Stephany Rose Spaulding recalls one of her first in-person interviews 10 years ago for her teaching position at UCCS. The Chicago native was told of all the living things that make the area home, including plenty of deer — and the occasional mountain lion.
When a faculty member asked what might prevent her from accepting the position, Spaulding said, “Y’all live in an open zoo!”
That didn’t deter the now-pastor of Ebenezer Baptist Church in Colorado Springs and associate professor of Women’s and Ethnic Studies at the university. But those are just two bullet points on a résumé bursting with public service and activism.
Prior to her interview in the Springs, however, Spaulding had never been to Colorado.
Roger Butts said of Spaulding: “She is a community leader. She has helped time and again with forums and discussion groups. She is looked to when other leaders need to know what is important, what is moral, in local, state and national policy debates. She is graceful and a bridge builder.”
Butts continued: “Ask her who her friends are. They are a diverse group of folks wanting to make a difference in our world. She keeps her heart open and her network wide!”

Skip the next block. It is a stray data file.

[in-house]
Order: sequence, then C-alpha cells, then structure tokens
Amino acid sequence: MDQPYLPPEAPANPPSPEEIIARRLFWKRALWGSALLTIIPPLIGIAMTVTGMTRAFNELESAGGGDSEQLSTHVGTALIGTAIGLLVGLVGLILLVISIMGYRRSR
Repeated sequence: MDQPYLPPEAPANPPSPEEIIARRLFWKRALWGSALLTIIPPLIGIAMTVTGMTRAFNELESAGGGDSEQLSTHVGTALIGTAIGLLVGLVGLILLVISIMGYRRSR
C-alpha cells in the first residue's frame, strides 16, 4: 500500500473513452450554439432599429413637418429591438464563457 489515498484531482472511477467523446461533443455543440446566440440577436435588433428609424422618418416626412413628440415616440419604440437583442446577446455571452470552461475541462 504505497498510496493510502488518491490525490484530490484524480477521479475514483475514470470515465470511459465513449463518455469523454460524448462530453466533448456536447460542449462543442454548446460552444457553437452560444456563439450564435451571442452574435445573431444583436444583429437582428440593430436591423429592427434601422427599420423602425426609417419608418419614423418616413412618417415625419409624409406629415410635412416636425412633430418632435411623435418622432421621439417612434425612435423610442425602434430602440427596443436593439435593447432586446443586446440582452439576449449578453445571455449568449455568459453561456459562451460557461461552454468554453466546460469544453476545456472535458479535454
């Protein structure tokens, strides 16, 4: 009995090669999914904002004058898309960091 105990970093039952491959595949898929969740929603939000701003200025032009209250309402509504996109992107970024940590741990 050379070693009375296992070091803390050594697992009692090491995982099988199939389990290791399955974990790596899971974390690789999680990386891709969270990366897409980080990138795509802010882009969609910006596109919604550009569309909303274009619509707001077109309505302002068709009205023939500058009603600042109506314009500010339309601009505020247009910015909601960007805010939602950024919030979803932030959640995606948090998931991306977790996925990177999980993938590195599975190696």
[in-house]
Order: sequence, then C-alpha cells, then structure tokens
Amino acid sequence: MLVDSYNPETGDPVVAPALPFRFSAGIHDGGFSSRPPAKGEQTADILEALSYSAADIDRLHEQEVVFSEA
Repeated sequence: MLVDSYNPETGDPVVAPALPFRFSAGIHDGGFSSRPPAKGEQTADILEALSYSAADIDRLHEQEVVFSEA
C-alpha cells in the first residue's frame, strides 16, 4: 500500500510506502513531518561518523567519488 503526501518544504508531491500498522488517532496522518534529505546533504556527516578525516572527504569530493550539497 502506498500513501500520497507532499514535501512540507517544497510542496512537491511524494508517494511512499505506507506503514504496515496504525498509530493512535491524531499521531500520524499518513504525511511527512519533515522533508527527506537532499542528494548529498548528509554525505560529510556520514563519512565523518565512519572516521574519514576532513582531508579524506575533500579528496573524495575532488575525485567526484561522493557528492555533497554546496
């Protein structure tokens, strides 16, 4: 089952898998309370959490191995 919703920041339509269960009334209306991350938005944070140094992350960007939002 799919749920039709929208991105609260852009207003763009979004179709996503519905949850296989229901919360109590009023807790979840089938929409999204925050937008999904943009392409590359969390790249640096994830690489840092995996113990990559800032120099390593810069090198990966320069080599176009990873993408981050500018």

Spaulding says her proudest professional achievement has been starting the Truth and Conciliation Commission this year, “because it feels like all of my assets of creative, professional and public life are all converging.”
The project, Spaulding said, “is a national call for a federal commission on racial justice. We’ve never as a nation had one before.”
Spaulding added that her opinion of the Springs has changed over the past decade.
“When I first moved out here, people were certainly cautioning me on the lack of diversity,” she said. “But over last 10 years, the population has shifted and there are some nuances to the city — there are more open and progressive communities.
“There’s so much diversity thriving on the Southside of the city, and even the move to being Olympic City [USA] will bring another population.
“There are changes happening,” she said. “We’re not as static as people might want to stereotype us as.”
And what does it mean to Spaulding to be named a Woman of Influence by the Colorado Springs Business Journal?
“It’s extremely humbling to have others recognize the service and the work that I’ve been doing in community, not for accolades,” she said, “but because it’s my heart and my passion. It takes my breath away to have other community members ... bestow the honor on me. I would do what I do regardless. To have other people see that and elevate that work is truly humbling.”